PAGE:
He was a very skilled guy on election returns. We knew him for 11 years at NBC. Nobody ever questioned it. But what we did is we set up our decision desk in a way that there were four members of the decision desk, there were three people who were Gore people, and Ellis, who was a Bush person. But none of the four could make any call to our air. Once they had all four in sync, they could make a recommendation to our vice president of editorial, John Moody, and he would make the call to air.
So there was absolutely no way that that Ellis could influence the election, nor could the three Gore people influence the election, even though they were speaking throughout the evening to high-level Gore people.
I interviewed the other Gore people on the desk. They said Ellis did nothing wrong — could not have done anything wrong. And I'm comfortable with that. I testified to that in front of Congress.
MCN: Why not go out of your way and bend over backwards to avoid any grain of impropriety?
Well, we did. That's why we set the desk up with no ability to — but frankly, it never entered our mind when Ellis came here because we knew he couldn't do any harm, and we didn't realize the other guys would use that as a weapon. Had the election not been this close, it probably never would have even come up because it obviously didn't come up during the years he worked at NBC.
But, you know, it's a horses---t charge. People can think what they can think. The fact is it had absolutely no effect, and the Congressional investigating committee concluded exactly the same thing.
MCN: Are you conscious of that criticism when you program the channel?
Look, we're going to get criticized for being too conservative because the other networks believe that if any conservative point of view is presented, that's biased. I believe bias is elimination of people's point of view. We don't eliminate anybody's point of view here. We have as many liberals on staff as we have conservatives. We have as many liberal contributors as we have conservative contributors. We tell our people, 'Don't walk around and pretend that you're holier than thou and don't walk around pretending you're brain dead. Of course you have opinions. We expect you to have opinions.'
It is none of our business how you vote. What is important is that if you're going to do a story on our air, you reach out to a point of view you don't agree with and be sure everybody gets a fair shake. We think that's an honest way of doing it.
At that congressional hearing, there was an attack on Andy Lack, for instance, because apparently there was a film taken of Jack Welch screaming and calling the election. Remember that, at NBC?
And they said, does that tape exist? Frankly, I thought Andy handed him up. But did Jack Welch call the election at NBC that night? He probably was in the background screaming, 'Call Bush!,' because he was the only Republican in the building that night. But did they do anything wrong? No. I have confidence that the NBC operation made the calls based on the statistics on the screen.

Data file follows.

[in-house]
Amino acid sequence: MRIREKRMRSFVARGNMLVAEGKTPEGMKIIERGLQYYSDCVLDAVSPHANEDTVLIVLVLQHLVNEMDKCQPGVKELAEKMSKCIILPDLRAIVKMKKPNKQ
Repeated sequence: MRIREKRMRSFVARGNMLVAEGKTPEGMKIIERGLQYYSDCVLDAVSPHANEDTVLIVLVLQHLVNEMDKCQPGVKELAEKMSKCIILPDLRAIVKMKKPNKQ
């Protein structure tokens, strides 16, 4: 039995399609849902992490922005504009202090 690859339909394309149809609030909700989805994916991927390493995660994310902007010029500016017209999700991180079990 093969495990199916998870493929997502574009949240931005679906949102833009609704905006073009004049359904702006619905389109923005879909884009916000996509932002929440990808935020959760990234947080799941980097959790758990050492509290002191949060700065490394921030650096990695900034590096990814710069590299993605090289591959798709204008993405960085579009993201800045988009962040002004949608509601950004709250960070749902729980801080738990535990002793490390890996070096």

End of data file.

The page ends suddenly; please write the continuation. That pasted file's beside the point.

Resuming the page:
I think there's an overemphasis on that. People have opinions.
Nobody wants to make the wrong call because it's hard to find work if you make the wrong call.
MCN: So what's next from FNC? If I was going to come see you five years
from now, what do you think we'd be talking about?
We've got to do a little better job on the weekends. We've got to improve our newsgathering capability. We've got some infrastructure issues. We'll probably beef up staff in certain areas. We're still a growing network. I mean when you think that we started with no staff, no studios, no network, no distribution, no newsgathering, no marketing, and no credibility five years ago, we've come a long way.
We now need to double that effort over the next five years, and to become more of a dominant force. But I think that we're 50 percent where we need to be. And I would think that over the next five years, we'll get the rest of the way.
MCN: Would you like to take on your older employer, CNBC, and launch a business news network?
Oh, I don't much care about them. Actually FNC today gets higher ratings than both MSNBC and CNBC combined. So four years ago, I left CNBC. They're still living off the shows I created five years ago. I built their newsroom, set up their marketing, created their primetime programming, and their news shows before I left.
They haven't done anything new since then. They're still living off that. They may be forced to hire me someday to go back and fix it all so they can live for another five years, unless they can come up with something creative internally.
But in the meantime, no. I don't have any particular interest in that. I love business news. Neil Cavuto is doing a terrific job with Fox News, and we will continue to expand our business news here.
Could I compete? Sure, I could. But I think there are some fine people at CNBC lacking leadership. If anybody ever goes in there with leadership ability, they could become formidable. But otherwise, no. I don't have any particular interest. I'm already beating CNBC with Fox News.
MCN: And with respect to the business-news programming, are you going to increase that?
Yes, we are. We just hired Terry Keenan. We're adding an additional half-hour show on weekends. She'll begin to do news breaks and work with Brenda Buttner as backup to Neil Cavuto so we will have three key business anchors covering business stories.
I believe business news is really real news. That's one of the things that I took to CNBC was to try to create more interest in business news, not as some arcane different type of news. But I can't think of anything more that drives people's interest than Cisco's stock or what the Fed is going to do in terms of the interest rates and so on.
And so I really have, since the day I got into this cable business in '93, have been trying to link up business news with general news. I think we've done that more successfully here at Fox, with Neil Cavuto, where we deal with it as an approach to news for [the] mainstream, as opposed to just Wall Street.